Booking an Aeroplan mini-RTW is hands down the best redemption value for your Aeroplan miles. Typically, when you book your Aeroplan miles, you will fly to one destination and back. However, with the new Aeroplan mini-RTW method, you can have a total of 11 stopovers and 16 segments!
This is an amazing value for your miles and allows you to visit more places around the world.
Keep in mind, the Aeroplan mini-RTW is quite an advanced strategy and if you are a complete beginner, I recommend you read my article first on the Starter’s Guide to Travel Hacking Part 1: Flights to get some basic knowledge on how Aeroplan works.
Don’t forget to read this article to see how the new Air Canada Aeroplan program works.
*NOTE* This article has been edited because of the new Aeroplan program – I will get edited again after the pandemic ends to show more concrete examples
New Aeroplan mini-RTW and general redemption rules
- All booking types are now “one-way” flights
- You are allowed to add 1 stopover for every one-way bound for 5000 Aeroplan points
- Stopover is not allowed in Canada or the USA
- A one-way bound is limited to 6 segments
- You can combine up to 6 one-way bounds to create your itinerary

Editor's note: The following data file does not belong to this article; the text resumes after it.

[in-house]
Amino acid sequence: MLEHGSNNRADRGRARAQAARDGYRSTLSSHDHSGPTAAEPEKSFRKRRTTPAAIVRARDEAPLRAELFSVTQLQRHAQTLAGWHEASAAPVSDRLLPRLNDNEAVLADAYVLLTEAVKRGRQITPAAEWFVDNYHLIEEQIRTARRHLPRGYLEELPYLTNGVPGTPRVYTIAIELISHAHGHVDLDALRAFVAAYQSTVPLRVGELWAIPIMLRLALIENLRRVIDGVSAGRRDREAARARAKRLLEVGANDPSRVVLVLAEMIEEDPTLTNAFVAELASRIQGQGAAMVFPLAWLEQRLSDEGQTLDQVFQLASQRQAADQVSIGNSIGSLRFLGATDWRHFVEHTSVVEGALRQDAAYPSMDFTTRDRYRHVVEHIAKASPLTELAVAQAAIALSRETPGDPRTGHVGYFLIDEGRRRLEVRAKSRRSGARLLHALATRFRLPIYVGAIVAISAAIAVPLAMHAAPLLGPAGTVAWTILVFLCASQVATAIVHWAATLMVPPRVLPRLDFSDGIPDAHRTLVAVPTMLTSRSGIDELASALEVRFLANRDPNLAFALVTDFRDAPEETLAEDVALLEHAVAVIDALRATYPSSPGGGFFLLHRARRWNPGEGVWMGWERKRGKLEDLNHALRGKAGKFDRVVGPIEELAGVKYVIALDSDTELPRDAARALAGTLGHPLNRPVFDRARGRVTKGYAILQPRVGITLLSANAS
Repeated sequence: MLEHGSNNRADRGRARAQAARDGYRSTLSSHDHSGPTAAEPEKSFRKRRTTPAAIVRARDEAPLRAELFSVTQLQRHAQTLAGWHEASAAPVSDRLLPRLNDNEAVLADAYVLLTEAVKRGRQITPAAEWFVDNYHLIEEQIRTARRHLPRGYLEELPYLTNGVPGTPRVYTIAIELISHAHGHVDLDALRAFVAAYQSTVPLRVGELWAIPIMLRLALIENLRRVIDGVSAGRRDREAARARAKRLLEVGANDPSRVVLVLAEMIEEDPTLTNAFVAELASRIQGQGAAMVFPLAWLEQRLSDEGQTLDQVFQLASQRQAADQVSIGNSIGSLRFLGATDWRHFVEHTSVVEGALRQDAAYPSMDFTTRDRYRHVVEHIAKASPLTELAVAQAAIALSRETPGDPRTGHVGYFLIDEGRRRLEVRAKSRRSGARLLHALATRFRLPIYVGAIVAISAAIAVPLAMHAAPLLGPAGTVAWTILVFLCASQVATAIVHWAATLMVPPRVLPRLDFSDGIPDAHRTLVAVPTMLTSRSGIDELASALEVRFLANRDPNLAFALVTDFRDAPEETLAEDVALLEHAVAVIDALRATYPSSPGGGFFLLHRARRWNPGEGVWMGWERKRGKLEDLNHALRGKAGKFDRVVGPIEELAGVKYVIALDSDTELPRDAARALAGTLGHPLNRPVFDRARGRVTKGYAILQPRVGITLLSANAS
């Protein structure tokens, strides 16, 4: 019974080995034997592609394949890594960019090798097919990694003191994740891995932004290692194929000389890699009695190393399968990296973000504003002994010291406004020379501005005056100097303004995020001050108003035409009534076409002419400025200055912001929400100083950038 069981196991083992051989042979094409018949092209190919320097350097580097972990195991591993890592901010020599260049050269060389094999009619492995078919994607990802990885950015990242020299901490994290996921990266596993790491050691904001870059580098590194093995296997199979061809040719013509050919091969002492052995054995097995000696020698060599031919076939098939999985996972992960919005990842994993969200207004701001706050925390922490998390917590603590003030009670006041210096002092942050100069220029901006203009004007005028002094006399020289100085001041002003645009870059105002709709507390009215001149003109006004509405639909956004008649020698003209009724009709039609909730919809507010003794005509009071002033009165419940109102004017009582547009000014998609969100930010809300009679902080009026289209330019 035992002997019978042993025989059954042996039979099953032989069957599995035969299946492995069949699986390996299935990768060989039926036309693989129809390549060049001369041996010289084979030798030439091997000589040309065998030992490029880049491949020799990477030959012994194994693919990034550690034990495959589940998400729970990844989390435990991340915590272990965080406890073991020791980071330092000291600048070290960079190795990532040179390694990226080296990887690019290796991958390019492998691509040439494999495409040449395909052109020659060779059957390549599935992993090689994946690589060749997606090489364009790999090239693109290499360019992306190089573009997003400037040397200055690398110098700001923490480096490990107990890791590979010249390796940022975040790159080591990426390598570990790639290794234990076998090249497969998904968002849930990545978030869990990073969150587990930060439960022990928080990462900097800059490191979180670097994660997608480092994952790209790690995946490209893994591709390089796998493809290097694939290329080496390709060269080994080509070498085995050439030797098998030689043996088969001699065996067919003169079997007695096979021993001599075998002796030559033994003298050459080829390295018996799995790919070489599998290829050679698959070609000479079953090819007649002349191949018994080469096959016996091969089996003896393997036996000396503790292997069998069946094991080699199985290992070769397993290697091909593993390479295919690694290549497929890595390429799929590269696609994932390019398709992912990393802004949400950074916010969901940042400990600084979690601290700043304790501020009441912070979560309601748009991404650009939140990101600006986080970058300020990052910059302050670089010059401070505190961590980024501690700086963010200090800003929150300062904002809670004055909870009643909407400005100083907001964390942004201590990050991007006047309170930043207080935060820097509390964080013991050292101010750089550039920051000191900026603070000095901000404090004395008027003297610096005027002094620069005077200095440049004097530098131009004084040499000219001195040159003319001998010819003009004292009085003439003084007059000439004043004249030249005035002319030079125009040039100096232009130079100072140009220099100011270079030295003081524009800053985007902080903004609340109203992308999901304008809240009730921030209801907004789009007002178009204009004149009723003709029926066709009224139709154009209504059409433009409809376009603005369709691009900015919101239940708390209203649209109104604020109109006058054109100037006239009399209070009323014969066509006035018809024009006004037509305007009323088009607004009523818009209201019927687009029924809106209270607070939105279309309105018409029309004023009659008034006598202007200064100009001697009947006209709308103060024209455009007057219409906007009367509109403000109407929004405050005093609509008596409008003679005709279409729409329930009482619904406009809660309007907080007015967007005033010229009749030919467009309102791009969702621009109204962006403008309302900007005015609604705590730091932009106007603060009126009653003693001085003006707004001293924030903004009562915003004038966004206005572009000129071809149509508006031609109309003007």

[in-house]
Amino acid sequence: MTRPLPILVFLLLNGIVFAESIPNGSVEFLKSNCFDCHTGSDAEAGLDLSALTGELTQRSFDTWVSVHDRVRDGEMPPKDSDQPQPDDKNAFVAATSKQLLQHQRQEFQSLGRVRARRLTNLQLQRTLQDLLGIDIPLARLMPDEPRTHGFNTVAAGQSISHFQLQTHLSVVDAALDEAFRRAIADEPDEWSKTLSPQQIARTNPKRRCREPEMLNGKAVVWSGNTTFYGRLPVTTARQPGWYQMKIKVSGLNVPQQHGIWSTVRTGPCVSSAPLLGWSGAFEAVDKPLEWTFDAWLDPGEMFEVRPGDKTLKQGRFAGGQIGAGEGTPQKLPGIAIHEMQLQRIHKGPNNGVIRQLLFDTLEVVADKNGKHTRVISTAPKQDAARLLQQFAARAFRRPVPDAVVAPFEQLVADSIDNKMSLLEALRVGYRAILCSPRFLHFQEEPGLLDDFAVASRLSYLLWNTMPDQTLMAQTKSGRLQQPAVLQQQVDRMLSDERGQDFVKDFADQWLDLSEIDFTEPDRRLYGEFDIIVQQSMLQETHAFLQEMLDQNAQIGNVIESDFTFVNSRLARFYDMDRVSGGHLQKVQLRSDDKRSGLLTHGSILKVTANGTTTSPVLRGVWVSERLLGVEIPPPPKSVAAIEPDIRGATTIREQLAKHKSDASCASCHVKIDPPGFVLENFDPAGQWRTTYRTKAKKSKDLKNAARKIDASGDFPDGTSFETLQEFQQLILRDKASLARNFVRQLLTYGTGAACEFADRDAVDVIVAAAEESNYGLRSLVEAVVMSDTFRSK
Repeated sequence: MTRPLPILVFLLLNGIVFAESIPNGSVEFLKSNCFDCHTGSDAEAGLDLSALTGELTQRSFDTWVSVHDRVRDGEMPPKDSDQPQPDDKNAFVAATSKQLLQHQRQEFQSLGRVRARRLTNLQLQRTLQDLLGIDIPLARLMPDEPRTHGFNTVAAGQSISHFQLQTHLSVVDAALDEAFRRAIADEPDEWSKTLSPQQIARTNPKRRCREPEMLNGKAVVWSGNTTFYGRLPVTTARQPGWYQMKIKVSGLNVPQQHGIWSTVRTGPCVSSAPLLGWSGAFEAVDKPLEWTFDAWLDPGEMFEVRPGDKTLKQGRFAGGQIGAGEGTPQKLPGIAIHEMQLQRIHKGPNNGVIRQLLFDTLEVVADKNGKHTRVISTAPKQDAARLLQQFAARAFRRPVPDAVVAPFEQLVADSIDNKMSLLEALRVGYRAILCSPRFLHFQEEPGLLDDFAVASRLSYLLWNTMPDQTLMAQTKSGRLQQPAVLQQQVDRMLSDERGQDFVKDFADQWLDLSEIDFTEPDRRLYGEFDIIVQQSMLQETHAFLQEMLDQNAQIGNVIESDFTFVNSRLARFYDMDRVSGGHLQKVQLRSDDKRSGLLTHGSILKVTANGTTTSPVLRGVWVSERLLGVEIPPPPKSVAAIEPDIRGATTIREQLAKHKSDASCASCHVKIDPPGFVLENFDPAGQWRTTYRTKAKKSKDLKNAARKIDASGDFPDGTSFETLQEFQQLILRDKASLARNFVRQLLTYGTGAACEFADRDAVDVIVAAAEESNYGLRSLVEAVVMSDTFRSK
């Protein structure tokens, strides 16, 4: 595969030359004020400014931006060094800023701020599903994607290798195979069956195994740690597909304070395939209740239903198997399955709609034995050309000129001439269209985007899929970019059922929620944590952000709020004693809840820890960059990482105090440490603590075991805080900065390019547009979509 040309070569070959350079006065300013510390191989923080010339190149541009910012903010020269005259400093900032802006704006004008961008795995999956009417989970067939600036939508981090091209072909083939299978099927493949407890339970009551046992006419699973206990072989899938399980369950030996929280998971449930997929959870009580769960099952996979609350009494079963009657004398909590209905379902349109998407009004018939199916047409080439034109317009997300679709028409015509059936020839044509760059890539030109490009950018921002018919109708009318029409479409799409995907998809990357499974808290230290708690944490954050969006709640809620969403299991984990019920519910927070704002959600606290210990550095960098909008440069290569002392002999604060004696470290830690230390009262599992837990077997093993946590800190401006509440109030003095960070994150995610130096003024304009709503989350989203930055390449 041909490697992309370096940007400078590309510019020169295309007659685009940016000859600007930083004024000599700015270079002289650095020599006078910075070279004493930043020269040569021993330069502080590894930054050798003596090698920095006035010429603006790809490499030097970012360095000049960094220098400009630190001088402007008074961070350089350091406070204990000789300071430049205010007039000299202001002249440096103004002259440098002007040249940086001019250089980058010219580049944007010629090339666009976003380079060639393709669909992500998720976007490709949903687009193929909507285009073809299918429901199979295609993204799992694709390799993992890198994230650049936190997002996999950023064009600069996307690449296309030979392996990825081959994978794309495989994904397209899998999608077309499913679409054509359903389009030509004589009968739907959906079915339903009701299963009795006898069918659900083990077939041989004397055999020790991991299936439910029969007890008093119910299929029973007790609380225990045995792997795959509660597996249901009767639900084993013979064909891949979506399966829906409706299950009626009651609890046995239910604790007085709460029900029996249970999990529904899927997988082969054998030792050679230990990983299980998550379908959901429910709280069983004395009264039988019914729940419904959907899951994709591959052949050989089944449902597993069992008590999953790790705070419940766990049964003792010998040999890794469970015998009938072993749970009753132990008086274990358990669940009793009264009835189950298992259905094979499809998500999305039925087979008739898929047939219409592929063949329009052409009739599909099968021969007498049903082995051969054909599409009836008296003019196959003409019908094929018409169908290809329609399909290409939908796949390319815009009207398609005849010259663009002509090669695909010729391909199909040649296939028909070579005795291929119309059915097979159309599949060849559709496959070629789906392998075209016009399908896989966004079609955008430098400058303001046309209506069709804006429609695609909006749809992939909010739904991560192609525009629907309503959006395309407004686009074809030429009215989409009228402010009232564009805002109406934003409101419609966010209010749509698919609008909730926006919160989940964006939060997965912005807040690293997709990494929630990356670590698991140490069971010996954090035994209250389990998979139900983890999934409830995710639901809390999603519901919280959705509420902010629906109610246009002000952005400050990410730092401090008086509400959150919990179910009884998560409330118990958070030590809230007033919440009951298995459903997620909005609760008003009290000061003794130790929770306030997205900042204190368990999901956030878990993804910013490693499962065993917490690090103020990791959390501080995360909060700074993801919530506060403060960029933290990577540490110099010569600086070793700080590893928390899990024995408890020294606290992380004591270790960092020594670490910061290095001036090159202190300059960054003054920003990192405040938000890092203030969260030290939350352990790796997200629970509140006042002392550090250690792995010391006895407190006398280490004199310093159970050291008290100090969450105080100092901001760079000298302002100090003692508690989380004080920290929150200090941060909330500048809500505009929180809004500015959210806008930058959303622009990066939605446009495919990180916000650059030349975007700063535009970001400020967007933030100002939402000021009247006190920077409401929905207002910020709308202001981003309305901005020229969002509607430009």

- You can have 12 segments if you have a flight with an Air Canada in the itinerary and 16 segments for partner only itineraries
- Open-jaw counts as a segment
- No backtracking to the same airport or country after already passing through on each one-way bounds. However, you can “backtrack” on a separate one-way bound even if it’s on the same ticket.
- Can use priority reward voucher on the combined 6 one-way bound flights
- Flying more than 100% the direct distance between two points breaks the circuitous routing (technically – but doesn’t seem to be enforced)
- Pacific to Atlantic with transit in North America is valid as long as your stopover in North America is not in Canada or the USA
- North America to Atlantic with transit in Pacific is not valid
- North America to Pacific with transit in Atlantic is valid